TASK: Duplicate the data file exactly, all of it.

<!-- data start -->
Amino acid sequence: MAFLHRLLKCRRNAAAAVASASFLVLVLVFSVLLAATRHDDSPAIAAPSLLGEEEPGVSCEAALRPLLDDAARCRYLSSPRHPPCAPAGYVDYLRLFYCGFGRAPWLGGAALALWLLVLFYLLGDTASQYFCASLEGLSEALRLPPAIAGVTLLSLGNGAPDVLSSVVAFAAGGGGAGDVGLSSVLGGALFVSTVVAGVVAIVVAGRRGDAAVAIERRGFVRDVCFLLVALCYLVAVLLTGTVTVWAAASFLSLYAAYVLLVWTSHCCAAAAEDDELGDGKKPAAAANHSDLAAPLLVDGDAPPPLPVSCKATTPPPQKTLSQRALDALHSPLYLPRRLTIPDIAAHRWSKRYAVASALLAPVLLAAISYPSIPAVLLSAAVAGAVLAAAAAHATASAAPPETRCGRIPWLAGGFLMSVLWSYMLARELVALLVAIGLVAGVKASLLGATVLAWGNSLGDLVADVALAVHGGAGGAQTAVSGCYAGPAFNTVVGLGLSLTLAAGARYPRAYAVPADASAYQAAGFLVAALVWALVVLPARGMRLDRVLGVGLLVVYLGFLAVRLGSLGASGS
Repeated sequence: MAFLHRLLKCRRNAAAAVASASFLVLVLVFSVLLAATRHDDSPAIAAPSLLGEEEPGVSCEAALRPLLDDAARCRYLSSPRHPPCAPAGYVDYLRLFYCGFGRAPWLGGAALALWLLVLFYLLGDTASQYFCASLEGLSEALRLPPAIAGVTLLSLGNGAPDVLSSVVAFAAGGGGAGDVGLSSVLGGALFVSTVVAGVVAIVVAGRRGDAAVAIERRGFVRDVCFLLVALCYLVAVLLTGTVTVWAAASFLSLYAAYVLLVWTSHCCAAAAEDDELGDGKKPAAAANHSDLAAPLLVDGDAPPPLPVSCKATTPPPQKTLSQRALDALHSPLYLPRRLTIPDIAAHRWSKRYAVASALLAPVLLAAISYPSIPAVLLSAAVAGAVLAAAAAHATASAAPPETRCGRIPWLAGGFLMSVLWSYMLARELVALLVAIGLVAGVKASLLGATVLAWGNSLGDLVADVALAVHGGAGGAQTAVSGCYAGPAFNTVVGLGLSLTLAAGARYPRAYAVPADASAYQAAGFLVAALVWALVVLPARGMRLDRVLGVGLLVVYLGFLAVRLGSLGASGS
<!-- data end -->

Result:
Amino acid sequence: MAFLHRLLKCRRNAAAAVASASFLVLVLVFSVLLAATRHDDSPAIAAPSLLGEEEPGVSCEAALRPLLDDAARCRYLSSPRHPPCAPAGYVDYLRLFYCGFGRAPWLGGAALALWLLVLFYLLGDTASQYFCASLEGLSEALRLPPAIAGVTLLSLGNGAPDVLSSVVAFAAGGGGAGDVGLSSVLGGALFVSTVVAGVVAIVVAGRRGDAAVAIERRGFVRDVCFLLVALCYLVAVLLTGTVTVWAAASFLSLYAAYVLLVWTSHCCAAAAEDDELGDGKKPAAAANHSDLAAPLLVDGDAPPPLPVSCKATTPPPQKTLSQRALDALHSPLYLPRRLTIPDIAAHRWSKRYAVASALLAPVLLAAISYPSIPAVLLSAAVAGAVLAAAAAHATASAAPPETRCGRIPWLAGGFLMSVLWSYMLARELVALLVAIGLVAGVKASLLGATVLAWGNSLGDLVADVALAVHGGAGGAQTAVSGCYAGPAFNTVVGLGLSLTLAAGARYPRAYAVPADASAYQAAGFLVAALVWALVVLPARGMRLDRVLGVGLLVVYLGFLAVRLGSLGASGS
Repeated sequence: MAFLHRLLKCRRNAAAAVASASFLVLVLVFSVLLAATRHDDSPAIAAPSLLGEEEPGVSCEAALRPLLDDAARCRYLSSPRHPPCAPAGYVDYLRLFYCGFGRAPWLGGAALALWLLVLFYLLGDTASQYFCASLEGLSEALRLPPAIAGVTLLSLGNGAPDVLSSVVAFAAGGGGAGDVGLSSVLGGALFVSTVVAGVVAIVVAGRRGDAAVAIERRGFVRDVCFLLVALCYLVAVLLTGTVTVWAAASFLSLYAAYVLLVWTSHCCAAAAEDDELGDGKKPAAAANHSDLAAPLLVDGDAPPPLPVSCKATTPPPQKTLSQRALDALHSPLYLPRRLTIPDIAAHRWSKRYAVASALLAPVLLAAISYPSIPAVLLSAAVAGAVLAAAAAHATASAAPPETRCGRIPWLAGGFLMSVLWSYMLARELVALLVAIGLVAGVKASLLGATVLAWGNSLGDLVADVALAVHGGAGGAQTAVSGCYAGPAFNTVVGLGLSLTLAAGARYPRAYAVPADASAYQAAGFLVAALVWALVVLPARGMRLDRVLGVGLLVVYLGFLAVRLGSLGASGS